Jammin Java’s Luke Brindley dishes on new D.C. venue

Union Stage opens this fall on the D.C. southwest waterfront.

Union Stage
Image courtesy of The Wharf

For roughly 16 years, Jammin Java has delivered buzzworthy entertainment to Vienna, from budding singer-songwriters to nationally recognized rock artists. It’s soon to bring its successful formula of intriguing performers, good eats and a superior sound system to the booming Southwest D.C. waterfront with the opening of Union Stage this fall. The 7,500-square-foot facility—double the size of Jammin Java—will be able to house up to 450 concertgoers and will feature three bars. Marketing manager Luke Brindley, one-third of the team of Brindley brothers that run Jammin Java, spoke with us about the new digs.

Why a second performance space, and why now?

We have always wanted to have a place in the city proper because we definitely have a niche out in the suburbs. We’ve made a name for ourselves, and we’ve been there for almost 16 years. But a lot of the bands want to play in the city proper, and we definitely understand that. Over the years, we’ve been approached by a lot of developers, but this was the first time it really made sense. And we were at a good place to take the next steps.

It’s an entirely new space, right?

Yeah, it’s totally brand new. It’s called The Wharf, a development along the Southwest waterfront. The people who run 9:30 Club are opening a venue called the Anthem, so they’ll be down there. That was one of the main reasons for us wanting to be there, too, because we think it will be a very complementary relationship and help to create a cool live music scene.

Are all three Brindley brothers running Union Stage?

It will still be the three of us, and then we have a great team of managers and production people and bartenders and kitchen people. Some of them will move over to the new venue.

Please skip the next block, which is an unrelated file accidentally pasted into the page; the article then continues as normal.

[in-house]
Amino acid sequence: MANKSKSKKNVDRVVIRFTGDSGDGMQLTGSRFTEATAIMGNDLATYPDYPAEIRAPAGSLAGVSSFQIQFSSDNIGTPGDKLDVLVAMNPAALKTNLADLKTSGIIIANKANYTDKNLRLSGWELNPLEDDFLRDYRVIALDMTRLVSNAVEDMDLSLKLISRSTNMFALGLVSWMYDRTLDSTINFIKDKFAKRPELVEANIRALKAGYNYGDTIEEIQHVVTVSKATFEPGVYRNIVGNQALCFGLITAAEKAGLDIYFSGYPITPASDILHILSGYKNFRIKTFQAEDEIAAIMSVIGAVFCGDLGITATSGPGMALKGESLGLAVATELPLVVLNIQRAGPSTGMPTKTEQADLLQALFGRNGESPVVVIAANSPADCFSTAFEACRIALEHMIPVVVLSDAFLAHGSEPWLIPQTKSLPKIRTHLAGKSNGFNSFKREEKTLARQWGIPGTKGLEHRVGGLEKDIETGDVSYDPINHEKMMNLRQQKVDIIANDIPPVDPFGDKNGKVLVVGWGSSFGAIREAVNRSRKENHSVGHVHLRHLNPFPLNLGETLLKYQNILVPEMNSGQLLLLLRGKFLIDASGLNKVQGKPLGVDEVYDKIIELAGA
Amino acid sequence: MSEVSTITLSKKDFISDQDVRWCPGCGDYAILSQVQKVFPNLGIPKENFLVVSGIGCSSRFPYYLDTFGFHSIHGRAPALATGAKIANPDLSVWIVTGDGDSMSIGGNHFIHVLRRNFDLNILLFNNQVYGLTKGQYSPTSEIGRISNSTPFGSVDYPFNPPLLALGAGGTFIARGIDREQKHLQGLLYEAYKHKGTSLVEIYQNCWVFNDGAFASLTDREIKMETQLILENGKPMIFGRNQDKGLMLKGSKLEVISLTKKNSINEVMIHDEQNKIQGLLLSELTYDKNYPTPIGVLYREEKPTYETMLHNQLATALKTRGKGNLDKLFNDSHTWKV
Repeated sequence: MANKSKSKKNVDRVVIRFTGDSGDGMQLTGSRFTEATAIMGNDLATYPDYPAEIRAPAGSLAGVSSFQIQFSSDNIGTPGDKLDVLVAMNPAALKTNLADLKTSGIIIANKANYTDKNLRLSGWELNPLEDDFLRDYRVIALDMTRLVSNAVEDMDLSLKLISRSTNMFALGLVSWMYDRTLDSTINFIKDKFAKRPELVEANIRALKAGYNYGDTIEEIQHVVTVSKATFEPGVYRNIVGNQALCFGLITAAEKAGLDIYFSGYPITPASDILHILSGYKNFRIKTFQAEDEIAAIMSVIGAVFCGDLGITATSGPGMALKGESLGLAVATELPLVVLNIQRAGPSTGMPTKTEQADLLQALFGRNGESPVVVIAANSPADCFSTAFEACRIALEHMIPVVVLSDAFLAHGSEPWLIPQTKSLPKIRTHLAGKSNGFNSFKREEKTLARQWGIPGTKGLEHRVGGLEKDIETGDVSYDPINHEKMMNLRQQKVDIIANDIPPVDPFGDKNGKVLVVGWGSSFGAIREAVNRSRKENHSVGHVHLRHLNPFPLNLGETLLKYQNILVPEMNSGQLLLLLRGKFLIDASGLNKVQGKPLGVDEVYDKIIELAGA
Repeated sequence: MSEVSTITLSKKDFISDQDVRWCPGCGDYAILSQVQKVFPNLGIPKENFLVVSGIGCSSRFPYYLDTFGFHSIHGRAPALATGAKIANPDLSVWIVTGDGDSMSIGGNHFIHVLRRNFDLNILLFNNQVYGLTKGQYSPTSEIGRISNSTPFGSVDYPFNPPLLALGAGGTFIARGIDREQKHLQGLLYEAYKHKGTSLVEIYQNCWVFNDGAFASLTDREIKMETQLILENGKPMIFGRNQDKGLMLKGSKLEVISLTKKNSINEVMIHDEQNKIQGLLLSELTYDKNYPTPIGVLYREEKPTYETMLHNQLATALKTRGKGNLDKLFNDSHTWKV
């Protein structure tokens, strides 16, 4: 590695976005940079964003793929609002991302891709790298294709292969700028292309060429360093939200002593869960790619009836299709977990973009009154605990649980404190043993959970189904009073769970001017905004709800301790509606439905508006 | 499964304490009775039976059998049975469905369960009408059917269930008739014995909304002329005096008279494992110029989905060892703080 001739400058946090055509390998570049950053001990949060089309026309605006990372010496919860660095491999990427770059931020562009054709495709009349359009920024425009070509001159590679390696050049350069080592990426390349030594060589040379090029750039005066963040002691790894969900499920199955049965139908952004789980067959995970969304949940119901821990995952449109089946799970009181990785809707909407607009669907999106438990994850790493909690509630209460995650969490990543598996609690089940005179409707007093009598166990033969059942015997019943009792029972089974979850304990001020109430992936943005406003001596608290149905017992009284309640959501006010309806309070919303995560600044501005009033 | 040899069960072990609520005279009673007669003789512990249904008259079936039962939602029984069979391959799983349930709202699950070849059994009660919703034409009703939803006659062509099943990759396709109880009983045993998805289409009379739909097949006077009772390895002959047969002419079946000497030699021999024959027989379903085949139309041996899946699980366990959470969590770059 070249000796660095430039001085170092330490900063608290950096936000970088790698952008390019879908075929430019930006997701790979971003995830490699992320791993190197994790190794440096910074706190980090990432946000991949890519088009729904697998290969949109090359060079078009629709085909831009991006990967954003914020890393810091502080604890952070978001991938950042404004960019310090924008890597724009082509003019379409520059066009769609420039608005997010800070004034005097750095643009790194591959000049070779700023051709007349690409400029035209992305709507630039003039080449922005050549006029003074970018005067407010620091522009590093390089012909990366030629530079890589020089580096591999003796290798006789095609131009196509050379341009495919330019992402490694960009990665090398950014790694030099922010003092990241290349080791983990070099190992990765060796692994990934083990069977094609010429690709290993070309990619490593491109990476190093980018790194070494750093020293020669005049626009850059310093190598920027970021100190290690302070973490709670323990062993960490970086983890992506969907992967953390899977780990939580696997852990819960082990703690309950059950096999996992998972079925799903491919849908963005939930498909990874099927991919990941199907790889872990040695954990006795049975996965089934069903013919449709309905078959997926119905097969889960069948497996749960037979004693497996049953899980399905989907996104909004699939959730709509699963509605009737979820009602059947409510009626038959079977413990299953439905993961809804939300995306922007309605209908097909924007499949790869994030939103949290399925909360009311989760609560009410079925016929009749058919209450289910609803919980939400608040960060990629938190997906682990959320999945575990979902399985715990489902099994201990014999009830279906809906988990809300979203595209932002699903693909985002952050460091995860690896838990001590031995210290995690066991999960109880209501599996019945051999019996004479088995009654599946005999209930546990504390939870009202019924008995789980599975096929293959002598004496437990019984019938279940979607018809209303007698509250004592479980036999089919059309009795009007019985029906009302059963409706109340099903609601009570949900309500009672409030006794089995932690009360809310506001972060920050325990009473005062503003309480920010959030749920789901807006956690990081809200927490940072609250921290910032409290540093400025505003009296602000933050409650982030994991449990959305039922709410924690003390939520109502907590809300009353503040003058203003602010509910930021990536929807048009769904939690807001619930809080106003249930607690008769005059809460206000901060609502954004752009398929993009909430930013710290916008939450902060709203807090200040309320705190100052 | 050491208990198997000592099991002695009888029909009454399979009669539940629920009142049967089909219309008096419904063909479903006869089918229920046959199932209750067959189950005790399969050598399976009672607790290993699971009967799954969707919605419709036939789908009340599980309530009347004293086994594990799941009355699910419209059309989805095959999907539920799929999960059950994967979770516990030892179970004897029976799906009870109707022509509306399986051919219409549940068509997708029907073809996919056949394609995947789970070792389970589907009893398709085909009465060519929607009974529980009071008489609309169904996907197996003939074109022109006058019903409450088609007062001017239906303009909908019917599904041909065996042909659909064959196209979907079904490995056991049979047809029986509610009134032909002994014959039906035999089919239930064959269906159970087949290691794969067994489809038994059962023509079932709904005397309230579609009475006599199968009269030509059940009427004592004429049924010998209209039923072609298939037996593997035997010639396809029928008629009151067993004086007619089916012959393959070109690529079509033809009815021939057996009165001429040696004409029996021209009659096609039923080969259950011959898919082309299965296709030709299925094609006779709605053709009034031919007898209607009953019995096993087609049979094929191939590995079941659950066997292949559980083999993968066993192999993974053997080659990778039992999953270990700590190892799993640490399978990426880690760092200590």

Does this location feature more bars than Jammin Java?

Yeah, there’s two levels, and on the upstairs level is a smaller bar, which will have a great beer selection. It will be open before and after the show so people can come early after work and hang out up there. It’s separate from the concert area, so people don’t have to worry about being quiet. And then downstairs in the concert area, there will be two bars and a full kitchen.

Will you bring in similar artists to those that Jammin Java hosts?

It will be similar but not the same. I think [there will be] a lot of variety, like what we have now. And it will mostly be nationally touring acts of a certain caliber. But I think we’ll probably get more rock stuff, more city-type music. Basically, I think we can kind of expand the genres of what we present because just being in the city, you have access to more people, a denser population.

Are you at all worried about people leaving Jammin Java?

No, I don’t think so. I think there’s enough demand to do both. And the way it works with us is people come to see whoever’s playing. They’re going to follow the artist. So if their favorite artist is playing at Jammin Java, they’ll come to Jammin Java. But if their favorite artist is playing at Union Stage, they’ll come to Union Stage.

Are you still planning on doing your Local Scene shows and maybe just having D.C.-based versus Virginia-based artists?

We’ll definitely make a point of incorporating some local music. We’ll have more presence in the D.C. scene. We have a really popular kids music program that we do as well, a couple local bands and then a lot of touring acts for kids and families that come through. And people in that scene really know us for that. We’ll continue to do that as well.

Image courtesy of the Wharf
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